Voters in the first-in-the-nation primary in New Hampshire weighed in on the presidential race Tuesday, and unlike in Iowa last week, we actually got results.
Below, our winners and losers, with the biggest winners and losers listed first.
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Bernie Sanders: After winning the most votes but having Pete Buttigieg pull out a delegate win in Iowa, Sanders was the first clear and unmistakable winner of a state in the nominating process. It might not be a big surprise given he won the state by 22.4 points in 2016 and is a senator from Vermont, a neighboring state, but it’s a win. And it cements him as one of two front-runners in this race – if he’s not even a slim favorite at this very early juncture.
Making things better for Sanders is how the rest of the field shook out. Buttigieg seemed to cede some support to Amy Klobuchar after Friday’s debate, but they finished second and third, respectively, while the other neighboring-state senator, Massachusetts’s Elizabeth Warren, finished well behind. To the extent this race focuses on the top three finishers in New Hampshire moving forward, Sanders won’t have to deal with his ideological competitor in Warren, while Buttigieg and Klobuchar fight it out for more middle-of-the-road voters. (He might even benefit from Andrew Yang dropping out Tuesday night, given that he could be a logical ideological landing spot for them and that Yang’s supporters are so enthusiastic.)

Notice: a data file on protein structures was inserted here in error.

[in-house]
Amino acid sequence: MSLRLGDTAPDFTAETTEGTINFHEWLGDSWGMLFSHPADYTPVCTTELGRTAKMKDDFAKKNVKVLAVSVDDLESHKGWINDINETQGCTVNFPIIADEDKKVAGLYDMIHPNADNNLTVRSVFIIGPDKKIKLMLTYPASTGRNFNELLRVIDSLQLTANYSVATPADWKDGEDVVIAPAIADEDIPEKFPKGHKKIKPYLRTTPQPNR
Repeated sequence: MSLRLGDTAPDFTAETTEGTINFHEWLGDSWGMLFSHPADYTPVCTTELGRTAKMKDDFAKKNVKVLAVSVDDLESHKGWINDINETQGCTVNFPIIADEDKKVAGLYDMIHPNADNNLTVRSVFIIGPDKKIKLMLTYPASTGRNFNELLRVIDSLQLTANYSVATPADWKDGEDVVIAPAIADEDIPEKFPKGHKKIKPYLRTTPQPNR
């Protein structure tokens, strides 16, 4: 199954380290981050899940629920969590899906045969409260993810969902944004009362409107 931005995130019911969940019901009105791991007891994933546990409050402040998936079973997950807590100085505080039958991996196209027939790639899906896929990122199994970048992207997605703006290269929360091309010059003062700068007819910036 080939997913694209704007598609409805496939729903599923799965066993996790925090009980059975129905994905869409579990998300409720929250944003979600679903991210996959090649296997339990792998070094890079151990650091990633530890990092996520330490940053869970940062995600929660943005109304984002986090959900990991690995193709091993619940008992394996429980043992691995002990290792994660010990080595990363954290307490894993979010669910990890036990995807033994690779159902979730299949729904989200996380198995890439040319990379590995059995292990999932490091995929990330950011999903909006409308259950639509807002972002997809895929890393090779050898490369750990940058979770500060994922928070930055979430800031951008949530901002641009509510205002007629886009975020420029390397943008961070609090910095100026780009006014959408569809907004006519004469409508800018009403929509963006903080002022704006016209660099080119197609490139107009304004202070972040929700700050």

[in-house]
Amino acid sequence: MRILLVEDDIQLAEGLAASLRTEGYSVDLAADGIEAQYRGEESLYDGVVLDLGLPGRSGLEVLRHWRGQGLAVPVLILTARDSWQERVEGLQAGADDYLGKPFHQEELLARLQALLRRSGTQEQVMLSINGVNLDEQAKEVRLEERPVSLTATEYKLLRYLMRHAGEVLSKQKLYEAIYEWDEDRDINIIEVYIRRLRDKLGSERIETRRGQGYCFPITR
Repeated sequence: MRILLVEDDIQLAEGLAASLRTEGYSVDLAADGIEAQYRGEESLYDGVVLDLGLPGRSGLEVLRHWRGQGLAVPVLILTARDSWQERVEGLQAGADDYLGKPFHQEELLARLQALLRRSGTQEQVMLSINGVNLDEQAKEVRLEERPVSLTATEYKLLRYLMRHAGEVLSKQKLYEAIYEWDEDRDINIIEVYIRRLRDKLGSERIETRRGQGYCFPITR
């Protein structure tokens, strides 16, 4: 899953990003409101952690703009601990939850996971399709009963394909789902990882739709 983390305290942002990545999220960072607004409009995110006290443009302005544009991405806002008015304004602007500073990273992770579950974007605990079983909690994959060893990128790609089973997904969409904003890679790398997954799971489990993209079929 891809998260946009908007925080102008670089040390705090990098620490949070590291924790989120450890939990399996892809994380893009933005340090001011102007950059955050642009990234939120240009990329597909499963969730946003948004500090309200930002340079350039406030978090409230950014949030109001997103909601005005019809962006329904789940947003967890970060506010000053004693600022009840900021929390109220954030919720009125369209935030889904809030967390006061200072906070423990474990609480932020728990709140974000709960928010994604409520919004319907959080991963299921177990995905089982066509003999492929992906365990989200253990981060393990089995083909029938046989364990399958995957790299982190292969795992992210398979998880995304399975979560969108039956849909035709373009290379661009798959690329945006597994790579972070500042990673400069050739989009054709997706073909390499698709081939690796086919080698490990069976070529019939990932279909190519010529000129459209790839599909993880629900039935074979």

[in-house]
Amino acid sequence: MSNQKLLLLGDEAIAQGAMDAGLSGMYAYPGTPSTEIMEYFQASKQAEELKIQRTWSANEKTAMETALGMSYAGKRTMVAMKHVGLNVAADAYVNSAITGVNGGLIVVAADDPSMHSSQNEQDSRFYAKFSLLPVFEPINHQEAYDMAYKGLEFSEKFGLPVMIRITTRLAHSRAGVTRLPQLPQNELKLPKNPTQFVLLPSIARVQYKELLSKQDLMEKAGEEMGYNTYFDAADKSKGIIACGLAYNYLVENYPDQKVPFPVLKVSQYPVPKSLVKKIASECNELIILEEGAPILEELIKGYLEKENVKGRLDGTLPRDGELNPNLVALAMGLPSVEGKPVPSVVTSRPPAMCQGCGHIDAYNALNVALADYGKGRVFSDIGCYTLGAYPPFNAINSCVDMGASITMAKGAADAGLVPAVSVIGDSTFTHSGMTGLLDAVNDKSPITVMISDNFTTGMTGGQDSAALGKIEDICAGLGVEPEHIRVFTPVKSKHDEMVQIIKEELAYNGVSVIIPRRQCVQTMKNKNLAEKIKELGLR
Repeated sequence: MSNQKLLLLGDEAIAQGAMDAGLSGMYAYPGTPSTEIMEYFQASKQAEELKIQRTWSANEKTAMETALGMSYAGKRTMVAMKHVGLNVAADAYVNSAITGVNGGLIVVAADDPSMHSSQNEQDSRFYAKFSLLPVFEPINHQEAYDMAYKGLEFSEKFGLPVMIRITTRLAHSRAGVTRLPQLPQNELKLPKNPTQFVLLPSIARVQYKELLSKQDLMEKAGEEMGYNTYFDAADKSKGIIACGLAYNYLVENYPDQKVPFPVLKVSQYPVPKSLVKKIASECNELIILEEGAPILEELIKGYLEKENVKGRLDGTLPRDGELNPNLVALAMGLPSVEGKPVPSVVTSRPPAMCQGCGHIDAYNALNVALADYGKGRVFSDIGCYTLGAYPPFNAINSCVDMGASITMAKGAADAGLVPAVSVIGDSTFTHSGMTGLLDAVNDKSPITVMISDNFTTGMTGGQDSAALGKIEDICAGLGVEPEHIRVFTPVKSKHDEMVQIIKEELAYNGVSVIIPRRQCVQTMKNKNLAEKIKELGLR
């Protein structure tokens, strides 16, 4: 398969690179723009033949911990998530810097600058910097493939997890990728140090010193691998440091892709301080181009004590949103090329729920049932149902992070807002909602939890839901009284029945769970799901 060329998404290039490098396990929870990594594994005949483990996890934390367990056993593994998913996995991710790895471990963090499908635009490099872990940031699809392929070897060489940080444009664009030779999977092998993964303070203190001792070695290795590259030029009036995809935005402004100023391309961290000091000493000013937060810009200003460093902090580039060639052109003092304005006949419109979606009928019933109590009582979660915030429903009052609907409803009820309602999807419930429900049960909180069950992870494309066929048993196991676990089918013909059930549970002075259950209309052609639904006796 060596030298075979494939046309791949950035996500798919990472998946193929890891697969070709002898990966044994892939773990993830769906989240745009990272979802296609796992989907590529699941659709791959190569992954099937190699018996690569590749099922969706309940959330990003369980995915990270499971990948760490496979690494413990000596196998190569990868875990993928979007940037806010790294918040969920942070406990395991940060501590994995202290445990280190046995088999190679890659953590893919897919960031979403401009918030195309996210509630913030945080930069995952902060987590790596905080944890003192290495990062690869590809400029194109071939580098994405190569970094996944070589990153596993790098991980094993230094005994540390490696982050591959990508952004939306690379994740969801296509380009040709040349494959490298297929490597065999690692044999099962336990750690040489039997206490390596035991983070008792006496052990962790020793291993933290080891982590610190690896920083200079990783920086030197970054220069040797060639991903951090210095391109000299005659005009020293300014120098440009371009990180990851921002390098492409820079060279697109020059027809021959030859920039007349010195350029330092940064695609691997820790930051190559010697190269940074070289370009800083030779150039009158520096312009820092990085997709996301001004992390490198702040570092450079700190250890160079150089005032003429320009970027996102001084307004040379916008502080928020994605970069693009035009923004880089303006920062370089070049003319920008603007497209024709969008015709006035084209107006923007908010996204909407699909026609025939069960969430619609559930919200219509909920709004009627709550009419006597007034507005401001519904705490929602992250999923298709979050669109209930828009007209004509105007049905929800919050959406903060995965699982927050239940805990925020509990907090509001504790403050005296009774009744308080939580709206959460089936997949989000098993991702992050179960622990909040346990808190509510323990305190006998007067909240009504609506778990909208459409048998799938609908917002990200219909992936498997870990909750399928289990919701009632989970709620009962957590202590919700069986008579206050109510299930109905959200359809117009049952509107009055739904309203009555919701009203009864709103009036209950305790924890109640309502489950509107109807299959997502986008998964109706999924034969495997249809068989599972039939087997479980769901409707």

Amy Klobuchar: Perhaps the biggest question heading into Tuesday was not who would win, but who would finish third: Joe Biden, Warren or Klobuchar? But the Minnesota senator arguably needed it more than the others, and she got it – by a wide margin. She turned a strong debate performance Friday into legitimate and instant momentum, with polls this weekend showing her rising into the low teens. She did even better than that.